Like many worthwhile exercises, ballistic movements can be taught in a few hours, but need to be practiced for years on end. To stay sharp with the Hardstyle techniques we use in the RKC system, we always need to pay attention to every detail. The reason is simple yet profound: Hardstyle ballistics are self-ruining. Our central nervous system is programmed to optimize any repetitive motion for energy efficiency. Hardstyle ballistic movements are designed to do the exact opposite—create maximum power output. This is also one reason why RKC Instructors are required to recertify on a regular basis.
In this post, I will analyze the RKC kettlebell ballistic exercises step by step. It should be obvious that no ballistic exercise can ever be performed “step by step”. For example, with the kettlebell swing, the trainee does not (or at least should not) force the kettlebell back down from the top, instead they should just wait for it to come back down.
I would suggest that beginners reading this post bookmark it and save it until after finding an RKC instructor and performing at least 10,000 Hardstyle swings. My intention with this post is to go into great detail and give advanced trainees and instructors a reference. This approach is not suitable for beginners as all the details will only confuse him or her.
Hardstyle Kettlebell Ballistics Defined
The term “ballistic” describes any movement that occurs without external forces applied to the moving object. For any object on the face of the earth to move in a truly ballistic fashion, it must be accelerated with more force than gravity, and then left alone. The bigger the force and the faster the acceleration, the more kinetic energy will be stored in the object, causing the object to fly higher and farther. As soon the object enters the ballistic phase, it uses up its kinetic energy. When the kinetic energy becomes weaker than the gravitational pull, it starts to fall. Depending on the angle between the gravitational pull and the direction of the movement, the ballistic trajectory will be steep or flat. But, when all the stored energy is eventually used up, the object will fall freely towards the center of gravity.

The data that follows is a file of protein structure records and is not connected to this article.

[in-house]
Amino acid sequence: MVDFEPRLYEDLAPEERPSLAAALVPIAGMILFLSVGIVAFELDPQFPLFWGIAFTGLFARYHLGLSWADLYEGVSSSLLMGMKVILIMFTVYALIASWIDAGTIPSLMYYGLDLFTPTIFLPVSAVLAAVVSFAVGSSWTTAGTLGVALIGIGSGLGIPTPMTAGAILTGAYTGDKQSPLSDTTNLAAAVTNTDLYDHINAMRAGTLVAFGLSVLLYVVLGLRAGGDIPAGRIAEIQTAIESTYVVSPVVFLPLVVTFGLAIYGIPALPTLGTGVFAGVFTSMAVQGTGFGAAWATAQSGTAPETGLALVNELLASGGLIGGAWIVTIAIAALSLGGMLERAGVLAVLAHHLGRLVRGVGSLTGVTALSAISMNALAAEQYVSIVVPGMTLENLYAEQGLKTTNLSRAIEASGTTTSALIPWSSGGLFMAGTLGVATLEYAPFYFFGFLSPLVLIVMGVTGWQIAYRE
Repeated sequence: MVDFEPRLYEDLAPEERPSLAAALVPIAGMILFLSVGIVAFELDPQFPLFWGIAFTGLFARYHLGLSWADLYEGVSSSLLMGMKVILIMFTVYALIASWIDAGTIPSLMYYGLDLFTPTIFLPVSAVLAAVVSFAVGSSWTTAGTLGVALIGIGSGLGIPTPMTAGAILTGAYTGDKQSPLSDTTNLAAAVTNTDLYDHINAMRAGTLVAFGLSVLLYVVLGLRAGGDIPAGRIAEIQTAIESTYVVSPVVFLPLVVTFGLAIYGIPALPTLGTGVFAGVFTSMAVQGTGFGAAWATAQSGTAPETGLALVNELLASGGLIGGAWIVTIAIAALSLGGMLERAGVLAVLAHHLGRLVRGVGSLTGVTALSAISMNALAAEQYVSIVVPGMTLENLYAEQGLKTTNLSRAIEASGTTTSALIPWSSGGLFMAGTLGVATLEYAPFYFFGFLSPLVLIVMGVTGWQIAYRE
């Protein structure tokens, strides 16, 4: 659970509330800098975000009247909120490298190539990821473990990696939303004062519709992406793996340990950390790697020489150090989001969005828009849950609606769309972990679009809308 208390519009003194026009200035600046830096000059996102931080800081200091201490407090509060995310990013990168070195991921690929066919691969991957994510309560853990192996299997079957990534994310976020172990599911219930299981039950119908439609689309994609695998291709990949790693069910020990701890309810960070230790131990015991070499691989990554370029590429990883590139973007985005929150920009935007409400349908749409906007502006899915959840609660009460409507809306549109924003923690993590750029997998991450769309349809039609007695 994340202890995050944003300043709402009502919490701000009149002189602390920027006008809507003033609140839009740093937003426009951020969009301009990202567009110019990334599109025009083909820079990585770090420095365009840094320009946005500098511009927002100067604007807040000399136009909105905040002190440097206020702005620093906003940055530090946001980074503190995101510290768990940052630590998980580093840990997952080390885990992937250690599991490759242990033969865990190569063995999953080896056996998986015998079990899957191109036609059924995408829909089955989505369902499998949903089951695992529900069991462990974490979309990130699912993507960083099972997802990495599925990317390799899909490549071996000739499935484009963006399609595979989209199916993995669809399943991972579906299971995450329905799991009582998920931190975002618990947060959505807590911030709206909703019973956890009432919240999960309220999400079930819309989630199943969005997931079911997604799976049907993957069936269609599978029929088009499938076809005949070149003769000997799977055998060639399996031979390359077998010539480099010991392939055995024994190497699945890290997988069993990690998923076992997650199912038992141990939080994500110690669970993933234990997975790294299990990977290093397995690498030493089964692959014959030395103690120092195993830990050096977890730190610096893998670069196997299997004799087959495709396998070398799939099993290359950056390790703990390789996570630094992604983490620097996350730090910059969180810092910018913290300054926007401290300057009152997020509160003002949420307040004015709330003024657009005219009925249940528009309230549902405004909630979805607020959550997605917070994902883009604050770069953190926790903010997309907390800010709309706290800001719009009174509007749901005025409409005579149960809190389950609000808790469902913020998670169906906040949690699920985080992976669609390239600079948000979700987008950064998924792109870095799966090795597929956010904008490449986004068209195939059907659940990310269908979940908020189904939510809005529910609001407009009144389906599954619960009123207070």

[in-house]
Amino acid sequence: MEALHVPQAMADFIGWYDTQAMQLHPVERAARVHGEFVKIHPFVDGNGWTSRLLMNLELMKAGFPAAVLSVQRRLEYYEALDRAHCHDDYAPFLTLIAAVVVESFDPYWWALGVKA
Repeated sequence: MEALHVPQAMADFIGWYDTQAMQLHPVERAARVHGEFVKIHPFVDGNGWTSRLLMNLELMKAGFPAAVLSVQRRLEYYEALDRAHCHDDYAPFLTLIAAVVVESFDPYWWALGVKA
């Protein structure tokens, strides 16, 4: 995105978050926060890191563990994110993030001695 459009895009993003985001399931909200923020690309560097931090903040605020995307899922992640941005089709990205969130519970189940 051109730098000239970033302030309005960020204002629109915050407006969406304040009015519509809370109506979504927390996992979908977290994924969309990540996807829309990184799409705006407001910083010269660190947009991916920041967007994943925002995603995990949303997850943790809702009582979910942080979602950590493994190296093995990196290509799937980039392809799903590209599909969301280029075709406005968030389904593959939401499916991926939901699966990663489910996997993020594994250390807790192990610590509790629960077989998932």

Humans basically perform two types of ballistic movements: jumping (the human moves in a ballistic fashion) and throwing (the human moves an object in an ballistic fashion). In both cases, the human must generate the force for the acceleration and then release it. In the second example, the thrower releases the object after the acceleration phase, and there is no way to change the object’s trajectory after it has been released. When we jump, we also release control temporarily—we can’t change direction mid-jump—but we can hopefully catch ourselves on impact. Both types of “human ballistics” require speed and power at the same time.
The Kettlebell’s Little Secret
The kettlebell’s offset center of gravity allows the user to combine both forms of “human-ballistics” into a single exercise. In many ways, a kettlebell swing is almost identical to a vertical jump. The only difference is that a vertical jump is a triple extension (the hip, knee and ankle open together) while the swing is only a double extension (the hip and knee open, while the ankle does not open keeping the feet firmly on the ground). Another similarity to a jump is that all the momentum generated during the swing, must be caught during the back swing. If you were wondering how the swing is also a throw, take your kettlebell outside, do a swing and release it at its apex!
Simply put, when you train with kettlebell ballistics, you train the two most explosive and powerful movement patterns at the same time.
Enough talk about why kettlebell ballistics are so cool… now, let’s analyze the motion.
Since the swing, clean and snatch are basically the same movement, and the same principles apply, I’ve tried to keep the analysis fairly generic. Significant differences will be discussed when necessary. Whenever you find something to improve in your own technique, make sure to practice and fix the least complex movements first before moving on to more difficult movements.
The ladder of complexity:
- Kettlebell sumo deadlift: not a ballistic motion, but any problems with the hip hinge and the lockout of the hips should be fixed here first. Don’t be afraid to use really heavy kettlebells with this movement.
- Dead stop swing: Isolated single reps of the two-hand swing force you to start strong each time and prevents the deterioration of your technique from rep to rep.
- Two-hand swing: This is the simplest ballistic movement. It has all the aspects of force generation and deceleration, but without the anti-rotation aspects. However, if you struggle to keep your shoulders packed in the one-arm swing, first practice with the two hand version.